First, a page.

82-Year-Old Portland Woman Dies After Being Hit By Car on Southeast Foster Road

82-year-old Louanna Battams was crossing the street near Southeast Foster Road and Southeast 71st Avenue when she was struck by a car.

Curb ramps along SE Flavel Street, NE 102nd Avenue and SE 112th Avenue. (Portland Bureau of Transportation)

A Portland woman was killed crossing Southeast Foster Road last night. Her death is the 26th traffic-related fatality of the year.

Louanna Battams, 82, was crossing the street at the intersection of Foster and Southeast 71st Avenue last night when she was hit by a car. Officers responded to the scene at around 8:20 pm and medics took Battams to the hospital. This morning, Battams died from her injuries.

The driver of the car stayed at the scene and cooperated with investigators. They were eventually released from the scene.

This is the third fatality on Portland's roads in the last 24 hours. Two people died in a rollover crash on Interstate 405 last night.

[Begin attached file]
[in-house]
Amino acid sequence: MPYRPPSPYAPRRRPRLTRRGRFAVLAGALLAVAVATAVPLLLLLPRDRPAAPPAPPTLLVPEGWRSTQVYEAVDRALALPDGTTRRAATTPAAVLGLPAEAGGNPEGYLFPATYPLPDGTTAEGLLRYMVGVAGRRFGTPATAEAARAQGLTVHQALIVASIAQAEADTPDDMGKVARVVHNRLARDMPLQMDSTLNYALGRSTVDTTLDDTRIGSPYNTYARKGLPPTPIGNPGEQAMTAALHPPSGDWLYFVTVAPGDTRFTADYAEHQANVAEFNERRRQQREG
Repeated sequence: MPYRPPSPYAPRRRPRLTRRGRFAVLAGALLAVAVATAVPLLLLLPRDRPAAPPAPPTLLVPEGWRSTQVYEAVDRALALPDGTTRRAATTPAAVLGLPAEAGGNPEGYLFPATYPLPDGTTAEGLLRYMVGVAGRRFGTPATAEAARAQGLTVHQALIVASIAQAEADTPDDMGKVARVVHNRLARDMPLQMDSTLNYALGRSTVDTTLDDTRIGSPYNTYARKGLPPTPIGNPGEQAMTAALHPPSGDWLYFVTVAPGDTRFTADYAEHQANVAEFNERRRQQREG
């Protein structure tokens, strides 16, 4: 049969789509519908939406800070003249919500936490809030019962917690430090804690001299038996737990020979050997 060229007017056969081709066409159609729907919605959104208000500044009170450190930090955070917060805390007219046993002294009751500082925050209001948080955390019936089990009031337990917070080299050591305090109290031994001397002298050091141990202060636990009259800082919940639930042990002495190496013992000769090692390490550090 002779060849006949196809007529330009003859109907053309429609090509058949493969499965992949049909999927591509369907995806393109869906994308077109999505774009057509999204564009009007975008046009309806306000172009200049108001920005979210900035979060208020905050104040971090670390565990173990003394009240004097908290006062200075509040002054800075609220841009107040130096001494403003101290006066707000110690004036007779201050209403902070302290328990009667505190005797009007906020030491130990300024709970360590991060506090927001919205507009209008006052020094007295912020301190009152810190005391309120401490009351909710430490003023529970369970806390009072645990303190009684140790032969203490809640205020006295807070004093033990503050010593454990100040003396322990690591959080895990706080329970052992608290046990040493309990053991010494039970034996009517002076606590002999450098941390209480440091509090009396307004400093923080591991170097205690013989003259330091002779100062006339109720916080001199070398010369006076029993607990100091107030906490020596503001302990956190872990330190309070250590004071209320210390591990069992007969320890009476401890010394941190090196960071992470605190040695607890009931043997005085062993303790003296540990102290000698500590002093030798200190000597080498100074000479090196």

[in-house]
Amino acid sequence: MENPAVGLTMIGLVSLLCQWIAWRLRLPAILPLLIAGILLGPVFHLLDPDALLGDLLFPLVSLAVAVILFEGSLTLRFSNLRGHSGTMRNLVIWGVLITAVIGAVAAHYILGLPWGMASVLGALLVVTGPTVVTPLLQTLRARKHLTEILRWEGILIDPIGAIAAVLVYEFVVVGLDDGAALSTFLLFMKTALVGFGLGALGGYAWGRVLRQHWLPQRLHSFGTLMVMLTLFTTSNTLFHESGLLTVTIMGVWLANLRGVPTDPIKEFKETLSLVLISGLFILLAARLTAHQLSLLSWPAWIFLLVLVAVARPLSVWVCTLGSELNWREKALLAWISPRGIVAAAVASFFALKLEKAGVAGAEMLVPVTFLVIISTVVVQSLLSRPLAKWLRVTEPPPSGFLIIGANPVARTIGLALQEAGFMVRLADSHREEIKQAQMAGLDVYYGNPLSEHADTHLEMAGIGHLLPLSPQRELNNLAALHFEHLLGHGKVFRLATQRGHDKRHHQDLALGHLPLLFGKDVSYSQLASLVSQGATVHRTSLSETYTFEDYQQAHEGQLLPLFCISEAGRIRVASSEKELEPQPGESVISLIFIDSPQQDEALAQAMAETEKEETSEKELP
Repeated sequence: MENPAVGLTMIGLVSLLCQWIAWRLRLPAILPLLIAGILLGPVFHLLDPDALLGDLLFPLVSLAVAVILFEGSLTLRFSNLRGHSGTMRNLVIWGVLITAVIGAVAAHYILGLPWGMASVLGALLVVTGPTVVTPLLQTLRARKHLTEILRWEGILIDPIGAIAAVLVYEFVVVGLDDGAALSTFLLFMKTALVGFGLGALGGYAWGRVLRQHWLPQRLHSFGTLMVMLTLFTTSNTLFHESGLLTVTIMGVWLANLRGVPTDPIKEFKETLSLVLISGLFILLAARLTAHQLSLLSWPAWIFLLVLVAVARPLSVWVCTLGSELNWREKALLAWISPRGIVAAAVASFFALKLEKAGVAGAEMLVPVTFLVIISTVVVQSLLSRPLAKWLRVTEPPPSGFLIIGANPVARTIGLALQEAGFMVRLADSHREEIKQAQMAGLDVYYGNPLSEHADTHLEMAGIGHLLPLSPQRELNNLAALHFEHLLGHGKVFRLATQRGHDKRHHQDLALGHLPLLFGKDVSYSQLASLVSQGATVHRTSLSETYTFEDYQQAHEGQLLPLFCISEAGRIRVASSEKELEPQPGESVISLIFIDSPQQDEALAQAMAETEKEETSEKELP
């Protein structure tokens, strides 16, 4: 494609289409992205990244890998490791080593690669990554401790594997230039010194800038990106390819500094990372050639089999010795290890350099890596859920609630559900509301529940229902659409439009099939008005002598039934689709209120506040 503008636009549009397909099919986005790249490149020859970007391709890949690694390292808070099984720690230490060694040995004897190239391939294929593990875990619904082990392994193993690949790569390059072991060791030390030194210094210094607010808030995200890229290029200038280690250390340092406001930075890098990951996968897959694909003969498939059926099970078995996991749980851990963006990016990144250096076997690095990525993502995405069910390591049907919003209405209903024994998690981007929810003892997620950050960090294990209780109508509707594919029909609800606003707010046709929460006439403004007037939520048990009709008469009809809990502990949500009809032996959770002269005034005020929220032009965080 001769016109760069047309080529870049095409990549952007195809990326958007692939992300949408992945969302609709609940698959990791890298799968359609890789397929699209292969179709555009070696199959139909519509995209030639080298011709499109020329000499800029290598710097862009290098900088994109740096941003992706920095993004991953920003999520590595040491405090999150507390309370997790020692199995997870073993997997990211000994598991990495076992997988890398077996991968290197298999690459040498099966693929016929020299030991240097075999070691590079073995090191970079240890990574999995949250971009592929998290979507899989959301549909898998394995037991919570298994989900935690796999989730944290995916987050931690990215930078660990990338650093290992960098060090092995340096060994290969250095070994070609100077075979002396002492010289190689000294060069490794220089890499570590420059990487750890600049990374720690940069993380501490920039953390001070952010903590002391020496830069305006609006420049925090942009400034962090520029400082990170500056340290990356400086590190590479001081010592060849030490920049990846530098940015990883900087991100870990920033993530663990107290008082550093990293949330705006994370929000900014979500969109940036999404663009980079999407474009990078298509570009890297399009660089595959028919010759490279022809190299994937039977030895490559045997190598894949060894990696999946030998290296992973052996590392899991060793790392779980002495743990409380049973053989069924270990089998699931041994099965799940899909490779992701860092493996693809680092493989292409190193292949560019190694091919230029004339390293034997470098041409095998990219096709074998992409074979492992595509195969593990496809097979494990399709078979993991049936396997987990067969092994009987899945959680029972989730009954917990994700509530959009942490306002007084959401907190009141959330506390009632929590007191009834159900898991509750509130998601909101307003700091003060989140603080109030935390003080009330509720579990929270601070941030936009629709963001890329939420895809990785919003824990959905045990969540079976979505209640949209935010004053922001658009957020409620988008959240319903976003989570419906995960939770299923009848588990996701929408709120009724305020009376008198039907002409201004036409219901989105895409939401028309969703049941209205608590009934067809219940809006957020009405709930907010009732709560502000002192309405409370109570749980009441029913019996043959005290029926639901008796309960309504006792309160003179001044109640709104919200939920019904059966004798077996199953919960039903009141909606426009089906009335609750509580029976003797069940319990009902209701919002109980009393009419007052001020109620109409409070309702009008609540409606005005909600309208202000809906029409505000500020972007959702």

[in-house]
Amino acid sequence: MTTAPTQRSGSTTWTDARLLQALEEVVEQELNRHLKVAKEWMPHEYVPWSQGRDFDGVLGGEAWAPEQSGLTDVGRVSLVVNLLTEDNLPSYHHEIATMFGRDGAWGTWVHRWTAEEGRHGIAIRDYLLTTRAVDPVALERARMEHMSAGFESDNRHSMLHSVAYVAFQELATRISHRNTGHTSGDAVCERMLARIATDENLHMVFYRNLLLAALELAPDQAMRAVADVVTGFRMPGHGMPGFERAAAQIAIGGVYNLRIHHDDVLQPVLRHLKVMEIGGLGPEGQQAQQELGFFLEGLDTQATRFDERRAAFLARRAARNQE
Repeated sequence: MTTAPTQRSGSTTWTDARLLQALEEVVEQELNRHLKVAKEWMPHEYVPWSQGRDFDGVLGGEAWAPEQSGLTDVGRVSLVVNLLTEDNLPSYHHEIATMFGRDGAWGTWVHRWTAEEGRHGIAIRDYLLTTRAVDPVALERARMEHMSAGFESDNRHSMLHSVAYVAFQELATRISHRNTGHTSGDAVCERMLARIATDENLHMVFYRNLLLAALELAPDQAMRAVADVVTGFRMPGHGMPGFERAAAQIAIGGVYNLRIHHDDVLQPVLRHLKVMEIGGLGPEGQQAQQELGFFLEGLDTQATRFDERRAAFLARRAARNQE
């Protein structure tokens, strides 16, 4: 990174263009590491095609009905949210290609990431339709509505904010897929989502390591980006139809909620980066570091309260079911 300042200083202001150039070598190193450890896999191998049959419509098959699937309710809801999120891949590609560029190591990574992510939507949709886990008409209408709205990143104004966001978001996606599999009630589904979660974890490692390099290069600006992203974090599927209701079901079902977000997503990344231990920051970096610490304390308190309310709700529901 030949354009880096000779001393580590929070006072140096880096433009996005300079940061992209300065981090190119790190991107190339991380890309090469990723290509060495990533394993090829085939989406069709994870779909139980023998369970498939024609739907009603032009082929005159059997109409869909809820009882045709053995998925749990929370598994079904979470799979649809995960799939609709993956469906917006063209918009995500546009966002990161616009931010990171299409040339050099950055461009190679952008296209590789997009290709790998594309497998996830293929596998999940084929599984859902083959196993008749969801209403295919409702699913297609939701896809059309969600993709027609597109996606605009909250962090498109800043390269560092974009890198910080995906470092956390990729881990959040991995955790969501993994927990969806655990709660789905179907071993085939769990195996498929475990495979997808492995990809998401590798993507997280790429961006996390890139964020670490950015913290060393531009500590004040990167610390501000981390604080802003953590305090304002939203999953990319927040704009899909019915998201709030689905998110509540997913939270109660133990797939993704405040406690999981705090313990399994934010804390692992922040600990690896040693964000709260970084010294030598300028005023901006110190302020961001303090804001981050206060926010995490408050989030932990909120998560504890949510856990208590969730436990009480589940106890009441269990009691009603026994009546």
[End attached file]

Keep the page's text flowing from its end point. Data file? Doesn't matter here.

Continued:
As The Oregonian first reported, Battams' death comes one day after Transportation Commissioner Chloe Eudaly celebrated the completion of a road safety project on Southeast Foster Road.

It also underscores dangers on outer Portland streets for pedestrians. It's been two months since a six-year-old girl was hit by a driver who sped through a crosswalk at Southeast 107th and Southeast Division Street. She suffered non-life threatening injuries.

Related: A Driver Sped Through a Portland Bike Lane and Hit a Six-Year-Old Girl in the Crosswalk

It also follows the release of a Portland Police Bureau podcast in May, in which officers said pedestrians need to make themselves more visible to avoid being hit by cars.

Related: In New Portland Police Bureau Podcast, Officers Say Pedestrians Need to Make Themselves More Visible to Avoid Getting Hit by Cars

In a statement today, PPB said it "is committed to providing enforcement and raising awareness regarding traffic safety for vehicles, bicyclists and pedestrians."

"Traffic officers' number one priority is to address behaviors of all road users that might lead to a collision," it continued, "including speed, impairment, distraction and disobeying signals."

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